Downtown Abbey star Phyllis Logan has described suffering with the menopause in her mid-40s as ‘hellish’, but admitted her relief that she’d had a child before it started.
The Scottish actress, now 61, said that although her experience is now a ‘thing of the past’, she knows many women of a similar age struggle with the change.
Logan, who played Hughes in the ITV drama, said she is ‘delighted’ the menopause is being addressed head-on in upcoming ITV series Girlfriends.
She said it was ‘long overdue’ to see a TV drama covering the menopause and other issues affecting middle-aged women.
Logan added: ‘I unfortunately started [with the menopause] when I was in my mid-40s. So it’s a bit of a thing of the past now. Thank god I managed to cram out a child before that.
‘It affects so many people. And the older you get the more people you know are suffering?...?It’s hellish really. I’m delighted [it’s in this drama], long overdue isn’t it?’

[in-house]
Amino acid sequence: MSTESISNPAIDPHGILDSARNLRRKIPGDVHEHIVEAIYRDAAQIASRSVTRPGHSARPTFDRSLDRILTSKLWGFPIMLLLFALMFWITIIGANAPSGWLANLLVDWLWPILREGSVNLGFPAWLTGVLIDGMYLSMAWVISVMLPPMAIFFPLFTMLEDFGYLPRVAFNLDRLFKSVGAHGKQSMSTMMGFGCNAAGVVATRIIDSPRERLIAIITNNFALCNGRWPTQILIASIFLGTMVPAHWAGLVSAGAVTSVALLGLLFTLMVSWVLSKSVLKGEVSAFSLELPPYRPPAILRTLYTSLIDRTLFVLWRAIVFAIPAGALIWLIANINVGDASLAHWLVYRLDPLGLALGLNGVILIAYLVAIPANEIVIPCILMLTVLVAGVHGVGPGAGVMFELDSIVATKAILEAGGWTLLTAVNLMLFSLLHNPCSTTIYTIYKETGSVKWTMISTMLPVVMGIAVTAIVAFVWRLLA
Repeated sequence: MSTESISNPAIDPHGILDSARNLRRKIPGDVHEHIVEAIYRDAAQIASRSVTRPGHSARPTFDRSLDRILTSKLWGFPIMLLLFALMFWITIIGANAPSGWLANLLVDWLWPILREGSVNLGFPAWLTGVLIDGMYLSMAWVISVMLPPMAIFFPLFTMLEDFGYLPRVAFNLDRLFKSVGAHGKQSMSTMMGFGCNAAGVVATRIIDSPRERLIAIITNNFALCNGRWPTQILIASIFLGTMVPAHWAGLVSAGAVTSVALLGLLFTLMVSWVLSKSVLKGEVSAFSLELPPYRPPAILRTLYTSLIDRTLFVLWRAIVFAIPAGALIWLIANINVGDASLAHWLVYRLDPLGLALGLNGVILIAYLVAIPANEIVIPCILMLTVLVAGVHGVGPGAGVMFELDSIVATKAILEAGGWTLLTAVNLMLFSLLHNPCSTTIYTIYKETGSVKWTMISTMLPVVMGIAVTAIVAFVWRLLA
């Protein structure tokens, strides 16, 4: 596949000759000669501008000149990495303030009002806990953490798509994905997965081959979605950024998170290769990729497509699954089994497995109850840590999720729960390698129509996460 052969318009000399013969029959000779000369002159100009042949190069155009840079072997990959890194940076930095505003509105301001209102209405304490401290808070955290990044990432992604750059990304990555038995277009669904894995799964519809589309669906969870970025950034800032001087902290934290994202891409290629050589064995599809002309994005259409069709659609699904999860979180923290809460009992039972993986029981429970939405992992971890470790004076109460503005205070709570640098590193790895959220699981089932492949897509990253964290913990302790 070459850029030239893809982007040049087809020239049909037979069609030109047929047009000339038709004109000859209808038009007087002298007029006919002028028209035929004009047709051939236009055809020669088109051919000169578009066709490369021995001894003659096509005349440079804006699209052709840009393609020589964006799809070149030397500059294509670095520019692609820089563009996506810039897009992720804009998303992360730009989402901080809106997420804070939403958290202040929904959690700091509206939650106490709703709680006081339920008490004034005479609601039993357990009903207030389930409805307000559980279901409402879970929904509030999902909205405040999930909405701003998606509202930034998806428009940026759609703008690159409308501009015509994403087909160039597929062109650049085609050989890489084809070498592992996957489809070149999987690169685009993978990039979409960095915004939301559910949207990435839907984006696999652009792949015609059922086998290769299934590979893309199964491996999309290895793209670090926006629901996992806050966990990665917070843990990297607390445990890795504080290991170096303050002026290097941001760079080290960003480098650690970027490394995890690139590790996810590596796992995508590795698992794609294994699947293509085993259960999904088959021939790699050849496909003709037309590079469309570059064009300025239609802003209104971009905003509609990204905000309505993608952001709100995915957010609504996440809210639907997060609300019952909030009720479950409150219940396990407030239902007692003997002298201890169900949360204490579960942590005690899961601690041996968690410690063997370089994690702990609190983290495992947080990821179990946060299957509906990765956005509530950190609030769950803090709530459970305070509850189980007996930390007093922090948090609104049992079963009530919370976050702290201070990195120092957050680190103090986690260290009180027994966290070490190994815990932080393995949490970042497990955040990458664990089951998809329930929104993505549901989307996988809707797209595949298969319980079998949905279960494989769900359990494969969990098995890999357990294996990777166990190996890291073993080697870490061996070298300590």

In the first episode of Girlfriends, which airs in the New Year, Zoe Wanamaker’s character is shown dabbing at her neck, experiencing a hot flush and discussing her ‘mood swings’. The eight-part series, also starring Miranda Richardson, will address age discrimination and the ‘sandwich generation’, which refers to people who care for older and younger relatives.
Logan, who lives with her husband, actor Kevin McNally, in Chiswick, west London, discussed the fear of ageing that is portrayed by several characters in the drama.
Asked if she felt that her career may have an end point, she said: ‘It might be thinner on the ground, some of the jobs, but there’s always room for 60-plus, 70-plus women?...?For the time being I’m feeling quite positive.’
However, she said she is currently not letting her hair go grey, explaining: ‘I’m trying not to have grey hair. One of these days I’m going to let it go altogether.’ Meanwhile, Bafta-winning screenwriter Kay Mellor, who is writing the show, said that ‘nobody tells you anything’ about the menopause and she wanted to include the topic in the drama so ‘it’s not a shock’.
Mellor, who was awarded the BAFTA Dennis Potter award in 1997 for Outstanding Writing for Television, said she wanted to ‘celebrate’ middle-aged women.
She added: ‘Nobody tells you anything [about the menopause]. I thought “I’ll write a programme about it”.
‘I want to write about it. I celebrate it, and I think it’s a good thing. Every stage in a woman’s life is an amazing thing. We need to talk about stuff so that it’s not a shock.’